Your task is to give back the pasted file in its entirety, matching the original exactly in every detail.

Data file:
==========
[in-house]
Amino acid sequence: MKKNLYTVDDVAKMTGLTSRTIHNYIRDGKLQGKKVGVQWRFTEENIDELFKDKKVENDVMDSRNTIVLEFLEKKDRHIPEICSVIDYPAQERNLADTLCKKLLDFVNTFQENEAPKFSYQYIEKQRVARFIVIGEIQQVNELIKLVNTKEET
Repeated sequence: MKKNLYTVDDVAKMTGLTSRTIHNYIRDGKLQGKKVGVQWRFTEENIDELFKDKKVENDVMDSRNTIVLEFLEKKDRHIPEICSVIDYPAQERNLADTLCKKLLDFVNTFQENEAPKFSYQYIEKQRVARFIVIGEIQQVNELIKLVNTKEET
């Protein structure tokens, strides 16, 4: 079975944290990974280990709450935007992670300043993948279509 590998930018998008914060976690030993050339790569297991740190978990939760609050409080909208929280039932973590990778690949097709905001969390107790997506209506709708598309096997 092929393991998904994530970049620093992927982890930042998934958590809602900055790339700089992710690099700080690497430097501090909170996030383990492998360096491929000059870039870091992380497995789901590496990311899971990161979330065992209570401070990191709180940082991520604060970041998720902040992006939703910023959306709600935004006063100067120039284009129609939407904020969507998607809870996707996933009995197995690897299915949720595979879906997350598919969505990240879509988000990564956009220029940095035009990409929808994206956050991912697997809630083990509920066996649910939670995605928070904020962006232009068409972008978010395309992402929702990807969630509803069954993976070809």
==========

[in-house]
Amino acid sequence: MKKNLYTVDDVAKMTGLTSRTIHNYIRDGKLQGKKVGVQWRFTEENIDELFKDKKVENDVMDSRNTIVLEFLEKKDRHIPEICSVIDYPAQERNLADTLCKKLLDFVNTFQENEAPKFSYQYIEKQRVARFIVIGEIQQVNELIKLVNTKEET
Repeated sequence: MKKNLYTVDDVAKMTGLTSRTIHNYIRDGKLQGKKVGVQWRFTEENIDELFKDKKVENDVMDSRNTIVLEFLEKKDRHIPEICSVIDYPAQERNLADTLCKKLLDFVNTFQENEAPKFSYQYIEKQRVARFIVIGEIQQVNELIKLVNTKEET
């Protein structure tokens, strides 16, 4: 079975944290990974280990709450935007992670300043993948279509 590998930018998008914060976690030993050339790569297991740190978990939760609050409080909208929280039932973590990778690949097709905001969390107790997506209506709708598309096997 092929393991998904994530970049620093992927982890930042998934958590809602900055790339700089992710690099700080690497430097501090909170996030383990492998360096491929000059870039870091992380497995789901590496990311899971990161979330065992209570401070990191709180940082991520604060970041998720902040992006939703910023959306709600935004006063100067120039284009129609939407904020969507998607809870996707996933009995197995690897299915949720595979879906997350598919969505990240879509988000990564956009220029940095035009990409929808994206956050991912697997809630083990509920066996649910939670995605928070904020962006232009068409972008978010395309992402929702990807969630509803069954993976070809």